Our mission as followers of Christ during this lent, and indeed, all the days of our lives are to share in suffering for the Gospel in the power of God. This desire to take part in suffering for the Good News is a Divine gift, which will eventually liberate and sanctify us. It is for this reason that the Liturgy reminds us that we have no power of our own to help ourselves.
Let us consider a little carefully what Christ's transfiguration entailed. Scriptures use transfiguration only about Christ and the change brought about in the Christian personality through his relationship with the same Christ. The voice from heaven commands his followers to listen to this new teaching and keep it. The disciples are made to see the glory of God. They fall prostrate at the sound of the voice of the Father. The transfiguration fulfills the promise made by Jesus that the Son of Man will come in 'his glory'. Matthew concludes this section with an elaborate statement that stresses the silence of the witnesses and questions regarding the return of Elijah. They kept it a messianic secret, telling no one in those days until the Son of Man had risen from the dead.
The Lord grants us rejoicing moments as we struggle with our lives. The chosen disciples of Jesus saw the Lord Jesus in glory on the mount of the Transfiguration. We too have the opportunity to meet the glorious both in this world and the next. As disciples of Jesus, we should meet the glorious Lord in the Eucharist, in the Word of God and our brothers and sisters. This is the step towards our encounter with the Lord as we await our entry to eternal life.
Even if we have to kept soul and body, the Lord Himself is the only one who can guarantee our defense against all adversities and evil thoughts. As we celebrate Lent, let us allow the Lord to work this transformation, this conversion, this transfiguration, so that we too may be united to Christ and come one day to share in the glory of the life of the world to come.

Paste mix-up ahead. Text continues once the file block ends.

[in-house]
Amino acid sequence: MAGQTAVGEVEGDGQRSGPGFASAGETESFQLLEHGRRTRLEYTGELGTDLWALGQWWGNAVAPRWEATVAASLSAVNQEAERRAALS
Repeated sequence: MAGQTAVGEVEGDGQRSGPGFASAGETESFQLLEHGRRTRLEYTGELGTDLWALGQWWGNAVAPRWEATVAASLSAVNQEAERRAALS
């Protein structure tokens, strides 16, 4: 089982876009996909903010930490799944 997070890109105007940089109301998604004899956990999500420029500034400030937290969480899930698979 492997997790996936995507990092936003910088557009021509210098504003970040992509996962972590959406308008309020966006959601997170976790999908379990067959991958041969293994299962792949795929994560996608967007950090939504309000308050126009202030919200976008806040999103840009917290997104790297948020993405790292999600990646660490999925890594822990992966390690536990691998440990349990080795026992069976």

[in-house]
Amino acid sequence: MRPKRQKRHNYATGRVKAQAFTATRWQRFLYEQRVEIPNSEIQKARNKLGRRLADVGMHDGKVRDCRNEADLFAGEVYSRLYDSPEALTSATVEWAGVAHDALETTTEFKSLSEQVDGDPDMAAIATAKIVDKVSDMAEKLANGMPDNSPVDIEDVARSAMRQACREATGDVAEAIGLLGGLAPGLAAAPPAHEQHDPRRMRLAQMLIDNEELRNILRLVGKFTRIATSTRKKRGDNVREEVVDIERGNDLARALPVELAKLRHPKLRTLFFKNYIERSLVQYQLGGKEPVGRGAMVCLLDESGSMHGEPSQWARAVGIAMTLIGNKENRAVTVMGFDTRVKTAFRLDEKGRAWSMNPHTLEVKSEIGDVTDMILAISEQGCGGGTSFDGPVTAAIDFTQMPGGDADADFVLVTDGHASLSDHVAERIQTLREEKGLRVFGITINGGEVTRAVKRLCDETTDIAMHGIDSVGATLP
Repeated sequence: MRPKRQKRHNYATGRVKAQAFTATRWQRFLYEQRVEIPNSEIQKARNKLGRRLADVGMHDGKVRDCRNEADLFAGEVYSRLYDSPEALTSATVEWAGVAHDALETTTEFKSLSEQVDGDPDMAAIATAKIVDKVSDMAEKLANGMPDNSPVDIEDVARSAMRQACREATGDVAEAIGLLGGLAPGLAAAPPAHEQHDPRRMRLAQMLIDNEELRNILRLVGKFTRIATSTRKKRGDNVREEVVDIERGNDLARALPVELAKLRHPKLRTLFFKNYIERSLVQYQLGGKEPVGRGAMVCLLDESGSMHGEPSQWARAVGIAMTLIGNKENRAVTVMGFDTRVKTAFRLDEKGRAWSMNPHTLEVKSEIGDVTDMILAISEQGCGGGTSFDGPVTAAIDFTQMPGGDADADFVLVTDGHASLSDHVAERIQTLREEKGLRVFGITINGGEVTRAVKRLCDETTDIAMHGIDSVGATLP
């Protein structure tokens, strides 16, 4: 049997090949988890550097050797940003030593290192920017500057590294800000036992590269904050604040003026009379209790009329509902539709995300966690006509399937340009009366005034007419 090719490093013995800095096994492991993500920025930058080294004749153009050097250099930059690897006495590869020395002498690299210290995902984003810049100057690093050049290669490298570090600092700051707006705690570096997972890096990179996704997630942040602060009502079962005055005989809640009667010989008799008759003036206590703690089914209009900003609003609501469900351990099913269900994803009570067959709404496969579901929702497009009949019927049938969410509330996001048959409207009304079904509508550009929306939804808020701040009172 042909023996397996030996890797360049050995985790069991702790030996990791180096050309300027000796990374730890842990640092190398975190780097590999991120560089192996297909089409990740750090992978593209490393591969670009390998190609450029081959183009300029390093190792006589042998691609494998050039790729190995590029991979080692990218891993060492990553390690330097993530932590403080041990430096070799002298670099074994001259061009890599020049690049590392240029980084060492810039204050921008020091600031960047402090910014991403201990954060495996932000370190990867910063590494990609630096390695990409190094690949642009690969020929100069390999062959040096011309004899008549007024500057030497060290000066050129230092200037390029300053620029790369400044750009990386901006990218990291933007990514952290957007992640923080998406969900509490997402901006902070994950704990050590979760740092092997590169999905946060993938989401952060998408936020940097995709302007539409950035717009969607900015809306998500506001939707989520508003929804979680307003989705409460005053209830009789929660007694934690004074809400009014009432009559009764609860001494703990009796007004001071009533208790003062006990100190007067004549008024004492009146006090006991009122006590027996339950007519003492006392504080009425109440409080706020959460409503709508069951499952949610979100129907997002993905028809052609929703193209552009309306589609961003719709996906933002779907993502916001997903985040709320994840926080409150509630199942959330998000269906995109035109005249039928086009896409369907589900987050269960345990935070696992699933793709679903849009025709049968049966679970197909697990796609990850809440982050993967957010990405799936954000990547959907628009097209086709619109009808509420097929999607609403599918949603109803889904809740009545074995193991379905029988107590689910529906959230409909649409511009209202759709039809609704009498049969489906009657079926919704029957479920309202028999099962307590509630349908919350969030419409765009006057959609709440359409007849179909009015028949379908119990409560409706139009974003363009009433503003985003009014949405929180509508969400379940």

It was this self-denial and renunciation that Jesus had just finished talking about, which led to the transfiguration event. At the transfiguration, Jesus was out to show his disciples the content of the future realities "the glory of the heavens". Yet in doing so, he traces the path to this glory. He discusses this with Moses and Elijah or rather; He enters into a dialogue of understanding and completion with the Law and the Prophets. The events in these historical realities have been a preparation for Christ's coming. Moses and Elijah did not remain, but Jesus stayed behind. The Law and the Prophets will now be understood only in and through Him, for he is now the incarnation of the Divine Word. We must listen to Him. This passage must be reflected on over and over again by many in the face of an increasing thrust plaguing the Christian world today in its effort to evangelize. We are followers of Christ. The Christo-centric nature of our mission and lives must beyond every reasonable doubt never cause the yet incomplete nature of divine revelation in the Law and Prophets to have precedence and dominion over the complete revelation of the Divine in Christ. There should be no contradiction, but the incomplete nature of the Law and the Prophets must always be made evident when faced with the complete Christological presentation of the nature and purpose of the divine plan. Even if we mean to appeal to Moses and Elijah, to the Old Testament practices, we must be ready to submit these to the way Christ raises them to a newer and higher standard especially as he explicates in the Sermon on the Mount. To truly be Christo-centric we too need to be 'transfigured'. We need to change.